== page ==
P. called to say he may have to work back tonight.  This means I won't have the car to get Miss 4 to ballet this afternoon.  She asked me not to call a taxi, as she's SOOO tired.  The truth is she loves dancing at home but finds her ballet class boring, and won't be going back next year.  At this stage she'll be 'sadly unable to make it today' (see her grin?)

Now it's 2:30pm, the kids are packing up the handbag shop while I scramble to finish this enough to publish ( I declared it a race, them tidying versus me typing) ... I wonder what we'll do next?   Miss 4 wants to do Reading Eggs on the computer, and Mr 5 wants to do boxing.  I hope he'll settle for cricket instead! 

P.S. I've won the race.  I wanted the kids to win, as the clean room was the prize I really desired.  But the kids have gone crazy and plastic coins are all over the sunroom.  Wish I had some chocolate to award myself as a consolation prize!

Tuesday, November 17, 2009

Loving Nature

It must be Nature Week for my family.  We visited stunning beaches, coastal board walks and lagoons during our weekend away.  We returned to knee high grass and a garden fertile with flowering shrubs and insects.  Regarding the creatures which share our yard, you could say I'm a bit jumpy.  

I'm in a pickle, because I want to raise adventurous kids, and do all the fun things like camping and bushwalking with them, but I dread encounters with ants and mosquitoes.  It doesn't help that we're all sensitive to bites, which cause excessive swelling and bruising.  Anyway, I'm trying to be philosophical and use these encounters as opportunities for learning.

Our resident Blue Tongue lizard has returned to our backyard after an extended holiday, wherever it is that lizards go for a break.  The kids know to keep a safe distance away from him, as last month we watched some you tube clips of people getting too close and being told to go away.  In lizard language this is communicated by a swift nip.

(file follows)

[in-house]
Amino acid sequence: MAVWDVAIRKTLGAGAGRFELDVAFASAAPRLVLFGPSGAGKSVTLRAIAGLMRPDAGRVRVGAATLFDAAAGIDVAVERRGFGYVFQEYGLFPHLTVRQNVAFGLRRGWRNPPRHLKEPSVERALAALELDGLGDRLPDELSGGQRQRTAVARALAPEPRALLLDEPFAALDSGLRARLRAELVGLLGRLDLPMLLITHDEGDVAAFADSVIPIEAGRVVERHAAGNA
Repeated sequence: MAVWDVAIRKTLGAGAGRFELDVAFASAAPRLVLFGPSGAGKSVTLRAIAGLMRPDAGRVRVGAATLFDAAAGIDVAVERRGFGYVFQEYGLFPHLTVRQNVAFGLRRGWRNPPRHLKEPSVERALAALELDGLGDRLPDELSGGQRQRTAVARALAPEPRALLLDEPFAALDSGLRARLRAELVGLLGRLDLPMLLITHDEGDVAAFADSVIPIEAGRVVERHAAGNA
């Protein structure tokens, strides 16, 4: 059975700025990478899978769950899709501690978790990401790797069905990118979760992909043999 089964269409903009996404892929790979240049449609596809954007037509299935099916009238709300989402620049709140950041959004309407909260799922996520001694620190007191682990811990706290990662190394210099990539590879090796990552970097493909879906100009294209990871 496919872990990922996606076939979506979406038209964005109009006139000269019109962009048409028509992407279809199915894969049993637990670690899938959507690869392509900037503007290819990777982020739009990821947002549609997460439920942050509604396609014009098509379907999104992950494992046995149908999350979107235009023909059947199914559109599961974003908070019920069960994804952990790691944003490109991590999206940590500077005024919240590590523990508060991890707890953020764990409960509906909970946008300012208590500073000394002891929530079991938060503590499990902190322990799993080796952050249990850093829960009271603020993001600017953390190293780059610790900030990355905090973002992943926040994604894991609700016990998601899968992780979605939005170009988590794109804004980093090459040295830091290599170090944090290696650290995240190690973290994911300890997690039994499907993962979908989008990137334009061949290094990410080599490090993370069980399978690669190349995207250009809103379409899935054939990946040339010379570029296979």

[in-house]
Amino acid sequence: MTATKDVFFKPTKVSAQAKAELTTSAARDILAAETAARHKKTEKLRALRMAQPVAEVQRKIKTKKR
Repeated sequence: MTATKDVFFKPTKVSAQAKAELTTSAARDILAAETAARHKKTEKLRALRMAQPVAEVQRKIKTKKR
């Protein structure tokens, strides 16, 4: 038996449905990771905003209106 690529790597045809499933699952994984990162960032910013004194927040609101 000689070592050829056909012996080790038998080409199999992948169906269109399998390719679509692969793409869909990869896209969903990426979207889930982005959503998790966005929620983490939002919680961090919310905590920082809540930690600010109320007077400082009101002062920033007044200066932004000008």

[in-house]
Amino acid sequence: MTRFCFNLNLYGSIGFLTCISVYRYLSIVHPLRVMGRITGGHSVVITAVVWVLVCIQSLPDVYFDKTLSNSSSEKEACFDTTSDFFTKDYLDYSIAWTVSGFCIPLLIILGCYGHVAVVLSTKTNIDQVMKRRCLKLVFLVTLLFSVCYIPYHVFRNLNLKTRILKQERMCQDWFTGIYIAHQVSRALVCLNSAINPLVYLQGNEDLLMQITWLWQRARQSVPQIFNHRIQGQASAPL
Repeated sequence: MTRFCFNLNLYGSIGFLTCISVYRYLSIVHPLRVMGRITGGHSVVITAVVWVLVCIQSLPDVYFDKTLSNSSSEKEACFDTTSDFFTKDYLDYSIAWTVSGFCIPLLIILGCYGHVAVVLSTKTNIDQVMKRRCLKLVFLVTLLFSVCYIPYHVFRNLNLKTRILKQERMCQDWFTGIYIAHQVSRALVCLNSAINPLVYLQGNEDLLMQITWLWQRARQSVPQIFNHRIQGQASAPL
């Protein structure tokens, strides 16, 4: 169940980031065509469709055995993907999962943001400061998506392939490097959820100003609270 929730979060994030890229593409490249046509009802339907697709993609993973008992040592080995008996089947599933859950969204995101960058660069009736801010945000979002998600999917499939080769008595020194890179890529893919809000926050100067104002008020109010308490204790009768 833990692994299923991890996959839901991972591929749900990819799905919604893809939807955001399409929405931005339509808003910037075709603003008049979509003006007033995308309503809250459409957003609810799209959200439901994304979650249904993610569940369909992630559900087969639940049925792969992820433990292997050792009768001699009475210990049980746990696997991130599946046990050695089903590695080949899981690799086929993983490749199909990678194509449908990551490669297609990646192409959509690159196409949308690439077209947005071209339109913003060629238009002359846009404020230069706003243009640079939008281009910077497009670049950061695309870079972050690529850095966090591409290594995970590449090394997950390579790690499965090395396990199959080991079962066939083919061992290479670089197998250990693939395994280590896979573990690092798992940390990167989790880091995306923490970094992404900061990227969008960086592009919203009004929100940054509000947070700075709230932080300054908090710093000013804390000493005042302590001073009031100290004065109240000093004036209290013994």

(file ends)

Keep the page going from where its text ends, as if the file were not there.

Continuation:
On a nicer note, we found a stick insect camouflaged on the brush screen wall of bush fort (cubby house).  The kids enjoyed watching him for a while as I read about stick insects from a handy book.  They were amazed to learn stick insects can grow a new limb if one is lost.

First photo in this blog ...  Miss 4 with the stick insect in a bug catcher just before we released him back onto the cubby house wall where we found him.  See our new hanging baskets?

We have just potted 5 hanging baskets with varieties of cherry tomatoes and strawberries.  We did this in the sun room, to avoid the ants which populate our back pavers.  I am hoping that by putting the kids in charge of watering, I will give these plants a shot at survival.  My record with potted plants is atrocious, perhaps due to my reluctance to spend quality time in the garden.  Nevertheless, I am determined to let my children have the pleasure of growing delicious, fresh fruit.  They already love picking lemons for our drinks.  Citrus trees seem to be more forgiving than vegetables :)

Back to ants, busy little creatures that give me the creeps ... we've removed 3 huge bull ants or jumping jacks from the backyard this fortnight.  They live at the start of the bush trail across the road.  I discovered this when one attached itself to my leg several years ago.  Green ants are breeding in the back yard somewhere, so its a quick dash to the swings for the kids, and hanging washing is very scary for me.  The kitchens in our holiday cabins last week were both sprinkled with little black ants.  Arrrrgh!

I have a love-hate relationship with nature.  I love looking at it.  I want to be in it but hate when it hurts me.  Can we happily coexist?  Will my children continue to love nature, as they now do, or succumb to the same paralysis as me, limiting their interaction to the audio visual and behind glass variety?

Monday, November 16, 2009

Holidays and home

We had a great holiday, but also came back with a greater appreciation of home!